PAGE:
Monkeypox cases up by a third with 104 new infections - the 11 signs to know

Monkeypox cases up by a third with 104 new infections – the 11 signs to know

A FURTHER 104 monkeypox cases have been identified in the UK – bringing the total number of infections to 470.

It’s a rise of 28 per cent on figures reported on Friday – as new cases continue to be detected.

Cases of the illness have jumped by 28 per cent in the UK over the weekend


Cases of the illness have jumped by 28 per cent in the UK over the weekendCredit: Reuters

Anyone can get the illness, with Brits being urged to visit a sexual health clinic if you have new blisters or rashes.

There are currently 452 confirmed cases in England, 12 in Scotland, 2 in Northern Ireland and 4 in Wales.

A technical briefing issued by the UK Health Security Agency (UKHSA) on Friday found that the majority of cases are in London – with 99 per cent of them being in men.

The median age of confirmed cases in the UK was 38 years old.

Majority of monkeypox cases are in men in London - as main age group revealed
Over 1K monkeypox cases confirmed globally as WHO warns 'the risk is real'

UKHSA admitted that “traditional contact tracing is currently challenging”.

Where gender information was available, 311 of 314 confirmed cases were male, with three confirmed female cases.

Monkeypox is not considered a sexually transmitted infection (STI).

However, the data suggests that this is the primary way that the virus is spreading.

Health experts noted “casual sex”, often with new partners, was making contact tracing difficult.

The UKHSA urged Brits to stay away from loved ones if they get monkeypox under new rules.

Where possible, experts have urged people to sleep in separate rooms and use separate bathrooms.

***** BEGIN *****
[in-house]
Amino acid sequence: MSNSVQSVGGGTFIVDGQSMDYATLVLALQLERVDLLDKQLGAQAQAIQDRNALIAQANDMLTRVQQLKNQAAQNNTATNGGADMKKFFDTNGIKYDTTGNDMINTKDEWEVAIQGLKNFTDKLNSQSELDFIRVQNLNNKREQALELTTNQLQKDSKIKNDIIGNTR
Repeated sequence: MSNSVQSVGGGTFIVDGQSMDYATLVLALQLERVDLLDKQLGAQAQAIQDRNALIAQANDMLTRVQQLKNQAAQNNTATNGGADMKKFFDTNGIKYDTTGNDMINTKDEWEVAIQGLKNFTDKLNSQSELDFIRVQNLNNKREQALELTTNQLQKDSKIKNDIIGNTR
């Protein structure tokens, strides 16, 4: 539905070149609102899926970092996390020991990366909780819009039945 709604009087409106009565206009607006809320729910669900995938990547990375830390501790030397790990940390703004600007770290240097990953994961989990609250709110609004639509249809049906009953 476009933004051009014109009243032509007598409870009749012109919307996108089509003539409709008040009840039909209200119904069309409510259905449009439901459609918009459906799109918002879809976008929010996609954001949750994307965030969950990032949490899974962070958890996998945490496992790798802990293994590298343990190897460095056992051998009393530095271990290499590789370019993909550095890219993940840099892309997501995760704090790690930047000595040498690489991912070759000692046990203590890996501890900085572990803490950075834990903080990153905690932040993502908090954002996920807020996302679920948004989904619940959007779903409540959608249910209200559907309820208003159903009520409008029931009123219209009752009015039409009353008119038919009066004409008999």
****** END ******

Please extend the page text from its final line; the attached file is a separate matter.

If this isn’t possible, cases should avoid physical contact and keep at least three steps or one meter away from all household members.

It is particularly important, they said, that infected persons stay away from any pregnant members of the household, young children and those who are immunosuppressed.

This is because anyone in the above groups could be at risk of serious illness.

Other guidance states that you should keep laundry separate from other households and avoid close contacts with pets.

Before mixing once more after infection, cases must:

  • check they haven’t had a high temperature for 72 hours
  • make sure any lesions have scabbed over
  • check scabs on the arms, face and hands have fallen off and a fresh layer of skin has formed
  • make sure no new lesions have formed in 48 hours
  • check for lesions in the mouth.

The signs of monkeypox you need to know

Experts at the UK Health Security Agency have said all Brits should be on the look out for key signs and symptoms.

The signs may include:

  1. Fever
  2. Headache
  3. muscle aches
  4. Backache
  5. Chills
  6. Exhaustion
  7. Night sweatshirts
  8. Cold-like symptoms, such as congestion and runny nose
  9. Swollen lymph nodes
  10. Swollen snout
  11. rash

Medics said that complications of the illness were documented as:

  • low mood
  • severe bread
  • conjunctivitis

The report from the UKHSA also stated that for the first time, the UKHSA has graded the outbreak on a leveling system.

“At present, England is judged to be in Level 2 and we are monitoring closely for any evidence of Level 3,” it said.

Level 2 is when there is “transmission within a defined sub-population”, while Level 3 escalates to multiple or a larger population.

Level 4 represents significant spread of the bug.

The current outbreak is unusual because the virus is typically only found in parts of Africa.

But it has spread globally in recent weeks, with health experts investigating key chains of transmission.

The key symptoms of monkeypox include a flu-like illness of fever, chills, and muscle aches, followed by a chickenpox-like rash.

The rash develops into painful blisters before scabbing – and a person is infectious until their scabs have fallen off.

The UKHSA said people should contact a sexual health clinic if they have a blistered rash and have been in close contact with someone who might have monkeypox within the past three weeks.

Dr Meera Chand, Director of Clinical and Emerging Infections, UKHSA said: “We are working, both in the UK and together with global partners, to progress the investigations that we need to help us better understand the virus, its transmission and the best use of mitigations such as vaccines and treatments.

We pay for your stories!

Do you have a story for The Sun news desk?

Leave a Comment

Your email address will not be published. Required fields are marked *